1. The order which the petitioner seeks to set aside in revision purports to be a direction given by the District Magistrate to the Public Prosecutor of Tanjore to withdraw under Section 494, Criminal Procedure Code, the prosecution launched against a head constable and a constable. On the motion of the brother of petitioner and after an enquiry by two Magistrates, the case against the accused, that is, the head constable and constable, was taken on file by the District Magistrate himself and the case was transferred to the file of the Sub-Divisional Magistrate, Tanjore, for a preliminary enquiry. Subsequently, on the intervention of the District Superintendent of Police, the official superior of the two accused, the learned District Magistrate purported to pass the order he did on 26th November, 1947, directing' the withdrawal of the charges.
2. The preliminary objection of the learned Public Prosecutor, that there was no judicial order to consider at this stage in revision must prevail. Though the case was originally on the file of the learned District Magistrate before it was transferred to the file of the Sub-Divisional Magistrate, the moment the case was transferred, the District Magistrate ceased to have any jurisdiction to continue the enquiry. The order dated 26th November, 1947, must be viewed merely as an order of administrative instructions to the Public Prosecutor. It was open only to the Public Prosecutor to move the Court under Section 494, Criminal Procedure Code. What should happen to the Public Prosecutor should he ignore the instructions given to him by the District Magistrate and should the Public Prosecutor refuse to withdraw the prosecution I am not called upon either to contemplate or discuss. At any rate one thing is clear. It was wholly within the discretion, a discretion to be exercised in a judicial manner, of the Sub-Divisional Magistrate to permit the withdrawal or refuse such permission should the Public Prosecutor prefer an application under Section 494, Criminal Procedure Code. There is nothing in the order of the District Magistrate dated 26th November, 1947, which could in any legal manner affect the exercise of that discretion. It is unfortunate the learned District Magistrate exceeded the limits of discretion in discussing as he did the evidence in the case diary and the possible evidence that might be forthcoming in the trial. The Sub-Divisional Magistrate would be well advised in ignoring the contents of this letter should this letter be placed before him at any stage. It must, however, be said in fairness to the Public Prosecutor, Tanjore, that he himself could have merely applied for the withdrawal of the charges without indicating at that stage the reasons that prompted the District Magistrate to issue instructions to the Public Prosecutor.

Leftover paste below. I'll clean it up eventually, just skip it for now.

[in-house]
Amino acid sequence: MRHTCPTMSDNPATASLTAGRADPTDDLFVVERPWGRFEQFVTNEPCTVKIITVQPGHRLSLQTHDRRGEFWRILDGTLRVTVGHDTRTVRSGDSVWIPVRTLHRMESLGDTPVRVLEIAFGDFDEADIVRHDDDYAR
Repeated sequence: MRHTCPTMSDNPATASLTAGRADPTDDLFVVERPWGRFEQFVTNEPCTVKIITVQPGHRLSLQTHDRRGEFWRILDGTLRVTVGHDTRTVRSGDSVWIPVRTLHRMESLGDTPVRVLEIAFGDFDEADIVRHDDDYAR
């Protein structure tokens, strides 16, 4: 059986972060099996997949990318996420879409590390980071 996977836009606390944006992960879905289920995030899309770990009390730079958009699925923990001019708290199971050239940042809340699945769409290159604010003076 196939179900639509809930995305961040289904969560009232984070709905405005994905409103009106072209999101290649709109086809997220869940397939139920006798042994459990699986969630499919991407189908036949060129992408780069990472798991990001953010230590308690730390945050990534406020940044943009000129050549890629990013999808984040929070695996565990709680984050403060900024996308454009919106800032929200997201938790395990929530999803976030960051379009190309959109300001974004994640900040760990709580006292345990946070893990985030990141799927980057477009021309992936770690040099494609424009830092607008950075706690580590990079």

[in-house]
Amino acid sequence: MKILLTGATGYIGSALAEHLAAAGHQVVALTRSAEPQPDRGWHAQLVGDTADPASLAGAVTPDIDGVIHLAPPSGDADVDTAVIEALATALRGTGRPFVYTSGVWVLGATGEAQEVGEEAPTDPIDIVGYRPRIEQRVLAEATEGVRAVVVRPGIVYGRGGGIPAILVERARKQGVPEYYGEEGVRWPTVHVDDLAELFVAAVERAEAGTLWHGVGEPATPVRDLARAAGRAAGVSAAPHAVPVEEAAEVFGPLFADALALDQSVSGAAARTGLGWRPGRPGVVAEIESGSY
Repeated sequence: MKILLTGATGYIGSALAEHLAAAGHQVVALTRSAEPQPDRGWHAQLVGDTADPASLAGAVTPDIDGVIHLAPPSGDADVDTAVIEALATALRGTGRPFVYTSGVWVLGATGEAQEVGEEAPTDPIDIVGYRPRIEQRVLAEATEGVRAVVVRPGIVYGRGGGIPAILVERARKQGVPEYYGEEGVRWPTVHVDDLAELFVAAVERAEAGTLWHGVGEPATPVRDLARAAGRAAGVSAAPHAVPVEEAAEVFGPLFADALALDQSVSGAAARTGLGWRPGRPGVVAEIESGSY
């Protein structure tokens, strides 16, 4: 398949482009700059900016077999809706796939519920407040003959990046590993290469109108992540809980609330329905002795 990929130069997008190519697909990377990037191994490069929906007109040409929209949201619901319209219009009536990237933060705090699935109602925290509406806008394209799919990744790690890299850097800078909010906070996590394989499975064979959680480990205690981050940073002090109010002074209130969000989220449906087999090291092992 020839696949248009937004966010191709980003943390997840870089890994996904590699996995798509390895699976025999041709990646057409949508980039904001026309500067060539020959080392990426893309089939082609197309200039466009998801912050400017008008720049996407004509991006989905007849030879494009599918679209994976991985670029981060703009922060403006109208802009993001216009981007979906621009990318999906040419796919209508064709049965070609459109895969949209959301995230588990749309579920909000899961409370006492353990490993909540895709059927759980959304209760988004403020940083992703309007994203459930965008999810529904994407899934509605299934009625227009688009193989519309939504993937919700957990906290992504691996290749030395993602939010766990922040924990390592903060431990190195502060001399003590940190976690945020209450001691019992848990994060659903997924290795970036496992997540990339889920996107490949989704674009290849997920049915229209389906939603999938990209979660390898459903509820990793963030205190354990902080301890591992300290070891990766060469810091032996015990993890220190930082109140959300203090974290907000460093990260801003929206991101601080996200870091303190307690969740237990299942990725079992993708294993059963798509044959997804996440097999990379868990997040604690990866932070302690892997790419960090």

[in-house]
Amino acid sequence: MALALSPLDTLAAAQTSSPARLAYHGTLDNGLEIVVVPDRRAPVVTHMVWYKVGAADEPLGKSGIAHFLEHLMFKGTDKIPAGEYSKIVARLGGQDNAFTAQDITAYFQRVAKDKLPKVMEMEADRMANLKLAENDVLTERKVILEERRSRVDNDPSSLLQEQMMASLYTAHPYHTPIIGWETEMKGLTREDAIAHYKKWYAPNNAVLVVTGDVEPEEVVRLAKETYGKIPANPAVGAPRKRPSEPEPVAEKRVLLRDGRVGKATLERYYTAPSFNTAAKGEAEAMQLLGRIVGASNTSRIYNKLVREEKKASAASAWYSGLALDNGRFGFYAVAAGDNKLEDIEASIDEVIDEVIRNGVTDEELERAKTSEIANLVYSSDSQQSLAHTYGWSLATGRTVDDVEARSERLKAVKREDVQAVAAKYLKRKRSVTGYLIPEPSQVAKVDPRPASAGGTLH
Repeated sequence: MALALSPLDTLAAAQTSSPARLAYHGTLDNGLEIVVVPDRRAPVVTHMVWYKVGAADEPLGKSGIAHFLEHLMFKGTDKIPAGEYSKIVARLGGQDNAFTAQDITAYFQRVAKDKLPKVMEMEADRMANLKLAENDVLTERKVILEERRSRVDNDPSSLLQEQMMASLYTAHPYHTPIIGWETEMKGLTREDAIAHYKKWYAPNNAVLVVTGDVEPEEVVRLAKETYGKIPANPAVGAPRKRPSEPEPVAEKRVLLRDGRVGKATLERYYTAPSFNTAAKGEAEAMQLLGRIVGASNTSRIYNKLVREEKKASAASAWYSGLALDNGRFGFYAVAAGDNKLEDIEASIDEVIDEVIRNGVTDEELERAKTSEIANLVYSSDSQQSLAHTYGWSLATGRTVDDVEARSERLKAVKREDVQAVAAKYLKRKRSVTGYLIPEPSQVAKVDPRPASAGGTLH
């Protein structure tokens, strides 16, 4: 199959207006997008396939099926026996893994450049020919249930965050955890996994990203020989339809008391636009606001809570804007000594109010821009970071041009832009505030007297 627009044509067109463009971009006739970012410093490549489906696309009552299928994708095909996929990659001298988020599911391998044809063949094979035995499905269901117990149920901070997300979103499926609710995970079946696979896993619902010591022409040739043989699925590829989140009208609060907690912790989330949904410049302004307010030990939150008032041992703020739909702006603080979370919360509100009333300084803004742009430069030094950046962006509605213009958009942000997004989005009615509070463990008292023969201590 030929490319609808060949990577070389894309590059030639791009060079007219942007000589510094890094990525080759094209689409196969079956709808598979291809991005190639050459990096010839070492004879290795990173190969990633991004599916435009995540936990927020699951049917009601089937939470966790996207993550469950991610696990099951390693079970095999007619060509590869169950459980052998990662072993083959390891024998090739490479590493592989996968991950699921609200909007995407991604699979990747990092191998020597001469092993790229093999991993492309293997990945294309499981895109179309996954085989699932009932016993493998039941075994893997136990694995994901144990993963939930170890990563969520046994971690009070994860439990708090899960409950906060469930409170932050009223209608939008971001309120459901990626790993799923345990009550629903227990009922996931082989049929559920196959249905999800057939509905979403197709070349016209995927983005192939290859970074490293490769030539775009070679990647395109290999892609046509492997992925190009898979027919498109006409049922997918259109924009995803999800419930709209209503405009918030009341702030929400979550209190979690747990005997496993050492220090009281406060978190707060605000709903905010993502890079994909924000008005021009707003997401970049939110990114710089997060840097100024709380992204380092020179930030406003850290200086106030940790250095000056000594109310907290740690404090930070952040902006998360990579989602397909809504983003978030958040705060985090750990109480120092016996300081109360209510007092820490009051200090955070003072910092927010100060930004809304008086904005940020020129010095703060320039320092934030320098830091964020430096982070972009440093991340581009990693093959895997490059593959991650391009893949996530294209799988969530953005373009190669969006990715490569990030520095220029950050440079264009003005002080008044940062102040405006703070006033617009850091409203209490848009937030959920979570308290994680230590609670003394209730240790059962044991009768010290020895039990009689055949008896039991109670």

3. To reiterate, the order complained of is only an administrative order, and it is still open to the District Magistrate or his successor in office to revoke that order and allow the enquiry to proceed.
4. The petition is dismissed.